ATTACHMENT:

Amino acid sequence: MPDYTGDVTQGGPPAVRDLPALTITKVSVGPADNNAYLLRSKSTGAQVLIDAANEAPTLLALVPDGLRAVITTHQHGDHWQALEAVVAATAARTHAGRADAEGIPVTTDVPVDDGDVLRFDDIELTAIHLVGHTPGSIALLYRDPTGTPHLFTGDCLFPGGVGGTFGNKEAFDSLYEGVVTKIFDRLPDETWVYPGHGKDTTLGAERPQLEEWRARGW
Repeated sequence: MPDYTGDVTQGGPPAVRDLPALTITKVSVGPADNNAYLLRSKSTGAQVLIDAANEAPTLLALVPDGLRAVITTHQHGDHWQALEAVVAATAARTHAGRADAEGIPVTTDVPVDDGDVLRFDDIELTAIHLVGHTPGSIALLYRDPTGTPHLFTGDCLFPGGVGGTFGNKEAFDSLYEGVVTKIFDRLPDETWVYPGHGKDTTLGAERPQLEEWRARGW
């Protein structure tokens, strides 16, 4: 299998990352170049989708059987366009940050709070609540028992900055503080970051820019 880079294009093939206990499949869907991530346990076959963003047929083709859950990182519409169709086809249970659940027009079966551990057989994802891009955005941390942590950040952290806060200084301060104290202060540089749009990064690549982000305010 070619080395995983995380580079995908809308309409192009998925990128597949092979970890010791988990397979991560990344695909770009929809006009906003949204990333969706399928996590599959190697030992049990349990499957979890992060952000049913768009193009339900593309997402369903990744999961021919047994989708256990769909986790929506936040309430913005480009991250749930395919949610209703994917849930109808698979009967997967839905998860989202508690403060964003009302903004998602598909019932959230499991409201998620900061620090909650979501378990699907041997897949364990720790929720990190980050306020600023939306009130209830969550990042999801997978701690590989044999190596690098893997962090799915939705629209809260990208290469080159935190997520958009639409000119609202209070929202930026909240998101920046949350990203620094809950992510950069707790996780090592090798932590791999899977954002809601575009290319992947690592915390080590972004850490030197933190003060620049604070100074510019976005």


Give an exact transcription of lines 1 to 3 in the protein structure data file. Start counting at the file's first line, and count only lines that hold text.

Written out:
Amino acid sequence: MPDYTGDVTQGGPPAVRDLPALTITKVSVGPADNNAYLLRSKSTGAQVLIDAANEAPTLLALVPDGLRAVITTHQHGDHWQALEAVVAATAARTHAGRADAEGIPVTTDVPVDDGDVLRFDDIELTAIHLVGHTPGSIALLYRDPTGTPHLFTGDCLFPGGVGGTFGNKEAFDSLYEGVVTKIFDRLPDETWVYPGHGKDTTLGAERPQLEEWRARGW
Repeated sequence: MPDYTGDVTQGGPPAVRDLPALTITKVSVGPADNNAYLLRSKSTGAQVLIDAANEAPTLLALVPDGLRAVITTHQHGDHWQALEAVVAATAARTHAGRADAEGIPVTTDVPVDDGDVLRFDDIELTAIHLVGHTPGSIALLYRDPTGTPHLFTGDCLFPGGVGGTFGNKEAFDSLYEGVVTKIFDRLPDETWVYPGHGKDTTLGAERPQLEEWRARGW
């Protein structure tokens, strides 16, 4: 299998990352170049989708059987366009940050709070609540028992900055503080970051820019 880079294009093939206990499949869907991530346990076959963003047929083709859950990182519409169709086809249970659940027009079966551990057989994802891009955005941390942590950040952290806060200084301060104290202060540089749009990064690549982000305010 070619080395995983995380580079995908809308309409192009998925990128597949092979970890010791988990397979991560990344695909770009929809006009906003949204990333969706399928996590599959190697030992049990349990499957979890992060952000049913768009193009339900593309997402369903990744999961021919047994989708256990769909986790929506936040309430913005480009991250749930395919949610209703994917849930109808698979009967997967839905998860989202508690403060964003009302903004998602598909019932959230499991409201998620900061620090909650979501378990699907041997897949364990720790929720990190980050306020600023939306009130209830969550990042999801997978701690590989044999190596690098893997962090799915939705629209809260990208290469080159935190997520958009639409000119609202209070929202930026909240998101920046949350990203620094809950992510950069707790996780090592090798932590791999899977954002809601575009290319992947690592915390080590972004850490030197933190003060620049604070100074510019976005």